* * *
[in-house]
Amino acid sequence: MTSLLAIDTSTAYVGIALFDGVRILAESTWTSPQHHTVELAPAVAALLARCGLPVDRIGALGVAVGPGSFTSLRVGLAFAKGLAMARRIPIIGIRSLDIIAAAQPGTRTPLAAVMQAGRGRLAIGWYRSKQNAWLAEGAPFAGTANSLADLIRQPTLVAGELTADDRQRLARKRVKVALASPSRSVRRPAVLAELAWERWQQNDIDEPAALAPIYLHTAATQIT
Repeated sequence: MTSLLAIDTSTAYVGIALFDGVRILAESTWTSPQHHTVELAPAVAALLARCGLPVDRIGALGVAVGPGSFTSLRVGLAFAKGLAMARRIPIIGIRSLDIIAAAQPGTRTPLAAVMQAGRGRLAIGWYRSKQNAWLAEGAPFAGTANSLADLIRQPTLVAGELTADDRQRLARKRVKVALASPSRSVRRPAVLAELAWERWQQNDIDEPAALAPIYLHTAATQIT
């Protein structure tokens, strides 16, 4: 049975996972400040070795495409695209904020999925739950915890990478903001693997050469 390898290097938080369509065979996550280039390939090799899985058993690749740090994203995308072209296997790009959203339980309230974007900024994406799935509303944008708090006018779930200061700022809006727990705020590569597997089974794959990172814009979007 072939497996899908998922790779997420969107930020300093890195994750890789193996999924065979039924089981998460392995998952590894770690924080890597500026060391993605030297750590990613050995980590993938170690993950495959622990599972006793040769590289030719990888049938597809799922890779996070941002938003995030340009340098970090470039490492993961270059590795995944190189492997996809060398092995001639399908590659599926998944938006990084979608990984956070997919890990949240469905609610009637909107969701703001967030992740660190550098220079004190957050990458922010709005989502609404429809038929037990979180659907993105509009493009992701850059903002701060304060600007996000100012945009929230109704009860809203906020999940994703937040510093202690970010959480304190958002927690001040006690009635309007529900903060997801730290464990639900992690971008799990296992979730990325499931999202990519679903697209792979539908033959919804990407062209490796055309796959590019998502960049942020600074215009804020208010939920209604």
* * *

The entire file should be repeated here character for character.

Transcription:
[in-house]
Amino acid sequence: MTSLLAIDTSTAYVGIALFDGVRILAESTWTSPQHHTVELAPAVAALLARCGLPVDRIGALGVAVGPGSFTSLRVGLAFAKGLAMARRIPIIGIRSLDIIAAAQPGTRTPLAAVMQAGRGRLAIGWYRSKQNAWLAEGAPFAGTANSLADLIRQPTLVAGELTADDRQRLARKRVKVALASPSRSVRRPAVLAELAWERWQQNDIDEPAALAPIYLHTAATQIT
Repeated sequence: MTSLLAIDTSTAYVGIALFDGVRILAESTWTSPQHHTVELAPAVAALLARCGLPVDRIGALGVAVGPGSFTSLRVGLAFAKGLAMARRIPIIGIRSLDIIAAAQPGTRTPLAAVMQAGRGRLAIGWYRSKQNAWLAEGAPFAGTANSLADLIRQPTLVAGELTADDRQRLARKRVKVALASPSRSVRRPAVLAELAWERWQQNDIDEPAALAPIYLHTAATQIT
């Protein structure tokens, strides 16, 4: 049975996972400040070795495409695209904020999925739950915890990478903001693997050469 390898290097938080369509065979996550280039390939090799899985058993690749740090994203995308072209296997790009959203339980309230974007900024994406799935509303944008708090006018779930200061700022809006727990705020590569597997089974794959990172814009979007 072939497996899908998922790779997420969107930020300093890195994750890789193996999924065979039924089981998460392995998952590894770690924080890597500026060391993605030297750590990613050995980590993938170690993950495959622990599972006793040769590289030719990888049938597809799922890779996070941002938003995030340009340098970090470039490492993961270059590795995944190189492997996809060398092995001639399908590659599926998944938006990084979608990984956070997919890990949240469905609610009637909107969701703001967030992740660190550098220079004190957050990458922010709005989502609404429809038929037990979180659907993105509009493009992701850059903002701060304060600007996000100012945009929230109704009860809203906020999940994703937040510093202690970010959480304190958002927690001040006690009635309007529900903060997801730290464990639900992690971008799990296992979730990325499931999202990519679903697209792979539908033959919804990407062209490796055309796959590019998502960049942020600074215009804020208010939920209604």